Jack Nicklaus won record 18th major on this day in history - Sports Illustrated

This Day in Sports History: Jack Nicklaus Wins Record 18th Major

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Sporting checked pants and a yellow shirt, a 46-year-old Jack Nicklaus roared past eight players in the final round of the Masters to win his 18th and final major 34 years ago today.

On April 13, 1986, the Golden Bear recorded five birdies and an eagle on the back nine of the final round en-route to his landmark sixth green jacket

Nicklaus's final Masters triumph came improbably. At 46 years old, Nicklaus had not won a major in two years. In 1986, he had missed the cut in three of his previous seven tournaments and withdrew from a fourth. There were whispers of retirement.

"I read in the Atlanta paper this week that 46-year-olds don't win Masters," Nicklaus said at the time. "I kind of agreed. I got to thinking. Hmmm. Done, through, washed up. And I sizzled for a while. But I said to myself, I'm not going to quit now, playing the way I'm playing. I've played too well, too long to let a shorter period of bad golf be my last."

To get to that point, Nicklaus faced an uphill battle. He dug a hole for himself during the tournament's earlier rounds with his putting. On Thursday, he had 11 putts inside 15 feet and made just one. On Sunday's front nine, he missed two four-footers. 

"If I could just putt, I might just scare somebody," Nicklaus said on Friday. "Maybe me."

He scored 74 and 71 in the first two rounds of his 26th Masters. On Saturday, Nicklaus broke 70 for the first time "since I can't remember when"—scoring a 69 and holding a spot four strokes behind the leader, Greg Norman, heading into Sunday.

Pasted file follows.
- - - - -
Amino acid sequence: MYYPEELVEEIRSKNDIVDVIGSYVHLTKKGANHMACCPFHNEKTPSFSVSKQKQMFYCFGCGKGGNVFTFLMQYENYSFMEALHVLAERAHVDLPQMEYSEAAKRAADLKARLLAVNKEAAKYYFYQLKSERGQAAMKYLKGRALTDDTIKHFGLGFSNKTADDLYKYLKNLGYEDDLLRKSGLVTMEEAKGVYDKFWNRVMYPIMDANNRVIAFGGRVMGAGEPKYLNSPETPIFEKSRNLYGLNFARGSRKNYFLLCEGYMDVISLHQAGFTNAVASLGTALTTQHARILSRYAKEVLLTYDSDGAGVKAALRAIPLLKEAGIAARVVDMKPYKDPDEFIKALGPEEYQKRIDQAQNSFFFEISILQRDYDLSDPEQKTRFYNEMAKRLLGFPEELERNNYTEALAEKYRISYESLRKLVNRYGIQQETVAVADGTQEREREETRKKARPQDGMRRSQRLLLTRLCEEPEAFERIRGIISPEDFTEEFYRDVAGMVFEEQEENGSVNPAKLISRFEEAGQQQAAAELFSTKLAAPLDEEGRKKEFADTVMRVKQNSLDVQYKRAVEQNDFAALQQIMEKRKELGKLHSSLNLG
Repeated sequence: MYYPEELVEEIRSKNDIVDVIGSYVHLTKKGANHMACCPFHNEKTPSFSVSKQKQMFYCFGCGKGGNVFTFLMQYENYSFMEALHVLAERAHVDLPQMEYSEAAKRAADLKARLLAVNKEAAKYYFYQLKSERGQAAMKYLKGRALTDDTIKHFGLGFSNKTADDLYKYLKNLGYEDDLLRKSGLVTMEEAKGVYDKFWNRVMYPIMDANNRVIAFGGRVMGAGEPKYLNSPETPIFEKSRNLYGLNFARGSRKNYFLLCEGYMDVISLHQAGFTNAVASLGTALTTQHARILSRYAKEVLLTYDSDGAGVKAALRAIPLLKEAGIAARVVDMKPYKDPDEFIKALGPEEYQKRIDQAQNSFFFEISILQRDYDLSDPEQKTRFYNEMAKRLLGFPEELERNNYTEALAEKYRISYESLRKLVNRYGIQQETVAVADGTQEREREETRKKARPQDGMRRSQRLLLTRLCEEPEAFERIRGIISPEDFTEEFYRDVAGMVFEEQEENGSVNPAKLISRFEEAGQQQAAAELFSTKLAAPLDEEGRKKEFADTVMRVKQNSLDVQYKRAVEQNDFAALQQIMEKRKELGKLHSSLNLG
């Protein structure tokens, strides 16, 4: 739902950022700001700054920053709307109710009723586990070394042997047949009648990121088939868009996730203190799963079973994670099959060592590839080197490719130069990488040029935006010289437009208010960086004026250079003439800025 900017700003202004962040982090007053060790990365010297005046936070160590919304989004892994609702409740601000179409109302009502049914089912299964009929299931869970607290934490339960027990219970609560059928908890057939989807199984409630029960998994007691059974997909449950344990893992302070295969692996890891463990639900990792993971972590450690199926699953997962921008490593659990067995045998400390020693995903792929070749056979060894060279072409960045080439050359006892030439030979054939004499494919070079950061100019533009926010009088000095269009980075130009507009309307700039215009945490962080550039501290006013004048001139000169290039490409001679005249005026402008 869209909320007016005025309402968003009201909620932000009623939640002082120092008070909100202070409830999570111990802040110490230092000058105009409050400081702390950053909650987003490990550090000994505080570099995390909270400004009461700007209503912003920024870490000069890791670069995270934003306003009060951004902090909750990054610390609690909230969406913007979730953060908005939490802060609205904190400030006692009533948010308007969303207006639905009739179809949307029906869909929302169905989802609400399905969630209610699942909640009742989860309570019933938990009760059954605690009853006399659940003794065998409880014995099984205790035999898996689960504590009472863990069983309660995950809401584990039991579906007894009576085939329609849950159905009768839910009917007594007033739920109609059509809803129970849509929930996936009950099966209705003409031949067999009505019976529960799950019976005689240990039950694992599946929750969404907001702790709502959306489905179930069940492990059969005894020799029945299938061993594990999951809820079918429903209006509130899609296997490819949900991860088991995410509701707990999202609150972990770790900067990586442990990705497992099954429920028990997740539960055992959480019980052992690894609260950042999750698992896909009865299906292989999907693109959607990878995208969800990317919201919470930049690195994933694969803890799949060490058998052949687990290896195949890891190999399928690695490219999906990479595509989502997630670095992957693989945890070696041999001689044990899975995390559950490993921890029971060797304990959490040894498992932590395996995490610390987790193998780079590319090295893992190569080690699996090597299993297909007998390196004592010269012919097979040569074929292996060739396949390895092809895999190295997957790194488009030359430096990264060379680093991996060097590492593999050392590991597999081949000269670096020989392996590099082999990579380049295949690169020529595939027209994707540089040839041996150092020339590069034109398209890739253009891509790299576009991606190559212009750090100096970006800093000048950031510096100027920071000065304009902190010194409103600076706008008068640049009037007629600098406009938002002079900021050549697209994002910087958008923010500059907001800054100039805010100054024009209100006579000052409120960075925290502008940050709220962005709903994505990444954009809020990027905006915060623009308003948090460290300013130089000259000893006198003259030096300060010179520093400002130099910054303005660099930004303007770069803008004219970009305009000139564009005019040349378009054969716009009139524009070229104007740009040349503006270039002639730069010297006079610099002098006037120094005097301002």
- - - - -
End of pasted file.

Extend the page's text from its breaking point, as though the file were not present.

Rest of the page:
"My son Steve called me at the house we're renting this morning, and he asked me, 'Well, Pop, what's it going to take?'" Nicklaus said. "And I said, 'Sixty-six will tie and 65 will win.' And he said, 'Well, go ahead and do it.'"

Nicklaus's putting again prevented him from looking like a threat through Sunday's front nine. After missing four-footers at the fourth and sixth holes, he remained at two-under at the ninth tee and was five shots behind Norman.

Then the magic started. 

Nicklaus drained an 11-foot putt on the ninth hole to record his second birdie of the day. He followed that up with a 25-foot birdie on the 10th and another birdie on the 11th to put him two back of the new leader, Seve Ballesteros. 

He answered a bogey on the 12th with a birdie on the par-five 13th. Ballesteros one-upped him, finishing with an eagle on the hole.

Nicklaus responded with an eagle of his own on the par-five 15th hole. With three holes left, he remained two back of Ballesteros—and the crowd was getting louder.

Fans erupted further when Nicklaus nearly nailed a hole-in-one on the 16th hole, with the ball ending up three feet from the pin. Another birdie had Nicklaus in a three-way tie for the lead at eight-under-par with Ballesteros and Tom Kite. 

"I kept getting tears in my eyes," Nicklaus said. "It happened to me once at Baltusrol. But here, it happened four or five times. I had to say to myself, Hey, you've got some golf left to play."

Nicklaus took his first lead on the 17th hole, where he drained an 11-foot putt for a birdie. He held a one-stroke lead over Kite and Norman entering the 18th.

The roars at Augusta National were at their loudest as challenger Norman approached the final hole. Nicklaus had hit for par to round out a back nine score of six-under 30, a Masters record. Norman needed a birdie to take the victory, but his 16-foot putt missed left. 

Twenty-three years after he sported his first green jacket, Nicklaus had won his sixth and last—the most of anyone in history. 

"This was maybe as fine a round of golf as I've ever played," Nicklaus said.

Nicklaus' 18th major was the third he had won in his 40s, a first-time feat. While he went on to participate in the Senior PGA Tour, he did not retire from the sport of golf until 2005, when he was 65.

Six Masters, five PGA Championships, four U.S. Opens and three British Opens later, Nicklaus still holds a three-major lead in the record books over his closest competitor, Tiger Woods. The Golden Bear's 1986 Masters victory only added to his lore.